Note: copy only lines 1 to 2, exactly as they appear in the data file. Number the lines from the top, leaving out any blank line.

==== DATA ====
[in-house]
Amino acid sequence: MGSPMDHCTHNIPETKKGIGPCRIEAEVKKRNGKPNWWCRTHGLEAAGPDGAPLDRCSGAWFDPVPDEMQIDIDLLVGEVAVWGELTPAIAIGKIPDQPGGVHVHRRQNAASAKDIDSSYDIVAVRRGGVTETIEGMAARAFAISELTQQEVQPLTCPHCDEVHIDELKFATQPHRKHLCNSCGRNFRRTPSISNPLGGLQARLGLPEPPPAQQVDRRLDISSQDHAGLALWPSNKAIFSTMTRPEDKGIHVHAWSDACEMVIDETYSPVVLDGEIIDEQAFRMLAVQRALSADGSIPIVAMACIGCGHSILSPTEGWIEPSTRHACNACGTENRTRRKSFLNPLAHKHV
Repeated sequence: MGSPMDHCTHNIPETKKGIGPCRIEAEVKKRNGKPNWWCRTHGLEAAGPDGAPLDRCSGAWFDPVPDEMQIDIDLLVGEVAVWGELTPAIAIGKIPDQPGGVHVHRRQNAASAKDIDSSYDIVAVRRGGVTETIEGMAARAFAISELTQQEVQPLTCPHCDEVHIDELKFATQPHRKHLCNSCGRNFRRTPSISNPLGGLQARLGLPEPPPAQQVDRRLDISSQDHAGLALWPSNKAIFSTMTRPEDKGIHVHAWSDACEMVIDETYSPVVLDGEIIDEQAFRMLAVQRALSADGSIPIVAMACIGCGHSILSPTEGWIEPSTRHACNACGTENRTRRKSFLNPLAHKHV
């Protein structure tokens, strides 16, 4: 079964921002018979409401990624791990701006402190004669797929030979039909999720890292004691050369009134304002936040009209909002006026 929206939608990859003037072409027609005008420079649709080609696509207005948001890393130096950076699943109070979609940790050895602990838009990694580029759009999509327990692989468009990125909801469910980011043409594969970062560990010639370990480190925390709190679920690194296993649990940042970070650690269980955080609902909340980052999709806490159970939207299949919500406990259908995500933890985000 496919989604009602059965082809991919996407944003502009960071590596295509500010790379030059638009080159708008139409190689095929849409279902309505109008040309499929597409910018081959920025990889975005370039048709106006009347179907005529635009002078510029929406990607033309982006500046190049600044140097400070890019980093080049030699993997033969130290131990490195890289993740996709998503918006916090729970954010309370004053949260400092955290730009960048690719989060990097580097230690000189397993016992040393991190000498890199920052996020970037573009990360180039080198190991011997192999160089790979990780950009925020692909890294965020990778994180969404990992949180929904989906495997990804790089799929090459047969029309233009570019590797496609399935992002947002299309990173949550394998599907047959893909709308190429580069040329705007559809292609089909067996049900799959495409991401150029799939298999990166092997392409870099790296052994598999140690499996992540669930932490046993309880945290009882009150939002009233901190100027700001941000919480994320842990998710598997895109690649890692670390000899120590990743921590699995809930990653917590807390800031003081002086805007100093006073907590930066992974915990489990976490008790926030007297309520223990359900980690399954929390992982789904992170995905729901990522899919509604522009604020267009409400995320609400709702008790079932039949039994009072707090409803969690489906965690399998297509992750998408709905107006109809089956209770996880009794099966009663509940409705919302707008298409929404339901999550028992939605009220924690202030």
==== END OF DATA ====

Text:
[in-house]
Amino acid sequence: MGSPMDHCTHNIPETKKGIGPCRIEAEVKKRNGKPNWWCRTHGLEAAGPDGAPLDRCSGAWFDPVPDEMQIDIDLLVGEVAVWGELTPAIAIGKIPDQPGGVHVHRRQNAASAKDIDSSYDIVAVRRGGVTETIEGMAARAFAISELTQQEVQPLTCPHCDEVHIDELKFATQPHRKHLCNSCGRNFRRTPSISNPLGGLQARLGLPEPPPAQQVDRRLDISSQDHAGLALWPSNKAIFSTMTRPEDKGIHVHAWSDACEMVIDETYSPVVLDGEIIDEQAFRMLAVQRALSADGSIPIVAMACIGCGHSILSPTEGWIEPSTRHACNACGTENRTRRKSFLNPLAHKHV